All posts by Dimitra Atri

Dimitra Atri

About Dimitra Atri

Dimitra is a Research Scientist at the Particle Astrophysics Group, Blue Marble Space Institute of Science. His papers can be accessed here: http://arxiv.org/a/atri_d_1 His home page is here: http://kusmos.phsx.ku.edu/~dimitra/Home.html

  • Exploding stars and DNA

    Our Galaxy is filled with high-energy subatomic particles generated by exploding stars or supernovae, also known as cosmic rays. These particles strike the Earth’s atmosphere and produce more (secondary) particles, which damages the ozone layer and causes DNA damage to terrestrial and marine life. In Carl Sagan's words: " The evolution of life is driven in parts through mutations by the
  • Decoding the discovery: Another giant leap for mankind

    I have always wondered what it would have been like to be alive when Einstein proposed his theories of relativity, or when Watson & Crick cracked the structure of DNA or when Armstrong & Aldrin landed on the moon. Well, I experienced it yesterday, when I witnessed history in the making.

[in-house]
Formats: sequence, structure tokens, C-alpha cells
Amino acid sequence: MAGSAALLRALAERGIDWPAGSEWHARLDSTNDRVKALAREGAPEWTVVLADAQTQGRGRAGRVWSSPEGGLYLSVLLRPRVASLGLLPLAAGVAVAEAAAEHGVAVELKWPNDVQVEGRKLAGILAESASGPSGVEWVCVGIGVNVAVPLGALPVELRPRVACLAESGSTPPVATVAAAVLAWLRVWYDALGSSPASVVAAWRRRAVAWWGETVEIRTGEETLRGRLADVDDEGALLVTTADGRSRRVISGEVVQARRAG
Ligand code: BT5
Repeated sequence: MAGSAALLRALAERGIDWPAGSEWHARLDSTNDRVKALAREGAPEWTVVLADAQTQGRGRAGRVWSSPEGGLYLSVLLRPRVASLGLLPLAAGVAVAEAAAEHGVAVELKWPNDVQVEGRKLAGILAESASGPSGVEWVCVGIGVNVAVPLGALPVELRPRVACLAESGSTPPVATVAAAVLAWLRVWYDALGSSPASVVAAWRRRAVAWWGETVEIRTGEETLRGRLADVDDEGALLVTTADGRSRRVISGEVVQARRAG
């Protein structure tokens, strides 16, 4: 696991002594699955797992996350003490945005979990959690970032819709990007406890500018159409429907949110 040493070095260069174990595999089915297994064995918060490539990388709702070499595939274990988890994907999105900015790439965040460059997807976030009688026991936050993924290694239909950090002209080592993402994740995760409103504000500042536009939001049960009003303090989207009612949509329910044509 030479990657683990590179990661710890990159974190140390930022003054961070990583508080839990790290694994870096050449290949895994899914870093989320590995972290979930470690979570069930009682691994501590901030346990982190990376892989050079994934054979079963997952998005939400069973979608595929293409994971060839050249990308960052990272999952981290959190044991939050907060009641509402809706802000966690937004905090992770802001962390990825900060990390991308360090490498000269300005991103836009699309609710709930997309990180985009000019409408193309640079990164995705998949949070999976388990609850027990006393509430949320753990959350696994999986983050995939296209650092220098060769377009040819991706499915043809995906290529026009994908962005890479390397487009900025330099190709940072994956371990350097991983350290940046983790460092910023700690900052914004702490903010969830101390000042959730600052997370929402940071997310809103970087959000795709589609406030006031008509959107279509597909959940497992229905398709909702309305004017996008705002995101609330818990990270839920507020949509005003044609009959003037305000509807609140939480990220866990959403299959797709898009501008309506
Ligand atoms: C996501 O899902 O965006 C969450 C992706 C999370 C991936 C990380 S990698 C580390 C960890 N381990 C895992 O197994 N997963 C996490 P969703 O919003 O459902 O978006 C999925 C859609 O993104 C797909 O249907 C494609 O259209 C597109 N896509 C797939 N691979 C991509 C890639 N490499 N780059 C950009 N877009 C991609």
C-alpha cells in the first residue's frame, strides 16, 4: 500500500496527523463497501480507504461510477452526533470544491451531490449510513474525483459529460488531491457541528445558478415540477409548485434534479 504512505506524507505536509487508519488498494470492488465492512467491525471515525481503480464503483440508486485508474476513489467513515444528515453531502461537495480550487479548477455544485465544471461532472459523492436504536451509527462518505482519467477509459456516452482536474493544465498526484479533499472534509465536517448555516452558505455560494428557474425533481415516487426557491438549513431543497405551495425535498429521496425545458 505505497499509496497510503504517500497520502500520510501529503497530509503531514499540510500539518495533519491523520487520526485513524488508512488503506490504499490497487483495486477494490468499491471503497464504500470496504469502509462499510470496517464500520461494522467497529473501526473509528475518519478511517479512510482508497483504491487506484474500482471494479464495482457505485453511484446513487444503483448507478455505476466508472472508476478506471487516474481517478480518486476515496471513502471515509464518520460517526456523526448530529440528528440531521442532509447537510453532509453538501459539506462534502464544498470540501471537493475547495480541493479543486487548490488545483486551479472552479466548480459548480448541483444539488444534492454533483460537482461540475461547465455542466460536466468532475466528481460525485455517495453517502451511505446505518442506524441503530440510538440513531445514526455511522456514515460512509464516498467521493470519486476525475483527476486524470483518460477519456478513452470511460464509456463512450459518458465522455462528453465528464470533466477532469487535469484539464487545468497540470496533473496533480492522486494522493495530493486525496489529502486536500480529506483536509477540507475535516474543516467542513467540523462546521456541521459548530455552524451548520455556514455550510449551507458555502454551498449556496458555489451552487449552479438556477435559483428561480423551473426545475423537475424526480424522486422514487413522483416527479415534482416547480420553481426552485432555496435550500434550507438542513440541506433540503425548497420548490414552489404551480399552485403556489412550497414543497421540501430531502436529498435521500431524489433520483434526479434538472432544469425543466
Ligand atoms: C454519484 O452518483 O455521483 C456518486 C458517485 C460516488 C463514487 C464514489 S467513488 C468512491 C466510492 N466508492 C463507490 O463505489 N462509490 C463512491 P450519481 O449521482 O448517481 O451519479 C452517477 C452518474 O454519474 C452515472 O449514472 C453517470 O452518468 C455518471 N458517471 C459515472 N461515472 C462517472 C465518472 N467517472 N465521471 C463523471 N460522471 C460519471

It

  • Higgs Boson: Yes/No/Maybe?

    It is always good to see science covered in the mainstream media. It is equally disheartening to see misinterpretation of scientific results. I am sure you've been hearing a lot about the "discovery" of the Higgs Boson particle, also (unfortunately) coined as the "God particle". If you are not a physicist, you might find difficulty
  • Yesterday was April 1

    So, let me explain why one could NEVER receive an ETI signal with particle detectors. As I mentioned yesterday, in addition to electromagnetic radiation, our galaxy is filled with charged particles known as comic rays (for historical reasons). These particles are highly energetic, traveling at relativistic speeds, so one could think to use them to communicate
  • OMG! signal: Evidence of extraterrestrial life?

    As many of you may know, on August 15, 1977, Jerry Ehman of Ohio State (By the way, OSU lost to KU yesterday. Go Jayhawks!), while working on the SETI project at the Big Ear radio telescope discovered the famous Wow! signal. Since it was a narrowband radio signal, it could have been
  • Neutrinos still superluminal

    By now, you must have heard about the "BREAKING NEWS" that neutrino velocity measurement conducted by the OPERA experiment was flawed because of a faulty cable connection. If you think about this, a loose/faulty connection (as mentioned in various media outlets) would result in a delay in the signal. So, one would record a